After a pleasant boat ride takes a turn for the worse, William Wordsworth contemplates and explains how a traumatic experience has scarred his memory.
In the beginning, Wordsworth unties “a little boat” from a willow tree to take a pleasant boat ride. Wordsworth illustrates the calmness and tranquility of the surroundings. By describing
“small circles glittering idly in the moon”, readers see the imagery of the harmonious scene
Wordsworth experiences. Wordsworth himself acts peacefully as he tells readers “I dipped my oars into the silent lake”. Clearly the tone Wordsworth conveys to the reader contains a sense of serenity in the first part of the poem.
However, the serenity does not last as Wordsworth negatively changes the tone. Once
Wordsworth sees “a huge peak, black and huge” the pleasant boat ride ends. Rather than dipping his oars into the water, Wordsworth says he “struck and struck again.” Wordsworth depicts his changed responds through a change in diction that gives readers a sense of urgency in his actions. This darker tone and diction carries on throughout the rest of the poem.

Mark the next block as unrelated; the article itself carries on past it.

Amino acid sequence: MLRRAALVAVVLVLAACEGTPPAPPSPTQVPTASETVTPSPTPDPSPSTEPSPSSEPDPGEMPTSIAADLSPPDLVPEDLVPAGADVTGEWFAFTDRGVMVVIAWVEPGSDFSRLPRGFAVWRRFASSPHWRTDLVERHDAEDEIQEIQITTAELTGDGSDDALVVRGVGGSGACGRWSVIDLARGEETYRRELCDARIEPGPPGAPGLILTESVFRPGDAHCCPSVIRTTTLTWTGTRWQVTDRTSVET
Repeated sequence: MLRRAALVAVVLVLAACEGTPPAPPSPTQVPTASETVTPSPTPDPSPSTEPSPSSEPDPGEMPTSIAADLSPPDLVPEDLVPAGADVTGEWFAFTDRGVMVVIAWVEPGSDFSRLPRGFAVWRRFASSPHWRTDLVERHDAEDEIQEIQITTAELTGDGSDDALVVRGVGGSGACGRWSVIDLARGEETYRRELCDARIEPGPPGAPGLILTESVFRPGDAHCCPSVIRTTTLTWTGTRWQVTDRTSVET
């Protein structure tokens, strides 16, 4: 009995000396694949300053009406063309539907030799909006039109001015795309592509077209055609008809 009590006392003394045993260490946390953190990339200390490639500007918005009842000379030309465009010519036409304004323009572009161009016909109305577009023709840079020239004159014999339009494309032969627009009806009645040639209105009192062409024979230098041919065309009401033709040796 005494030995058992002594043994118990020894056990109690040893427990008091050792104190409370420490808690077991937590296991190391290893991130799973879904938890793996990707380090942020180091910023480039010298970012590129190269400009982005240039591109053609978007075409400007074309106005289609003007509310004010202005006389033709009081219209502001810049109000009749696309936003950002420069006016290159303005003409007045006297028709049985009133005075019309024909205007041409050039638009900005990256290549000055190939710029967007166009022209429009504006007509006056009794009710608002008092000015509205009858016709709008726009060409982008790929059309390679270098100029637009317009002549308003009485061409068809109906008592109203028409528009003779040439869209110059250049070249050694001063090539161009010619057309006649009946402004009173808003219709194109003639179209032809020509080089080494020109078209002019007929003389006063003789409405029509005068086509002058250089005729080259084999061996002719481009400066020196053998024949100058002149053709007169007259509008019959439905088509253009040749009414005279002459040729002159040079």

Wordsworth ends the poem with a description of the lasting effect the event had. After specifying an elapse of time, Wordsworth explains “there hung a darkness” in his thoughts.
Clearly the “spectacle” leaves a stain on Wordsworth psyche. Now he cannot even imagine
“pleasant images of trees.” The lasting negative effect tells readers his experience on the boat
was traumatizing. Like a deep wound that has not healed, day and night Woodsworth’s traumatic experience troubles his mind.
Like Woodsworth’s distortion of life after a dismaying event, Hamlet also lives a pleasant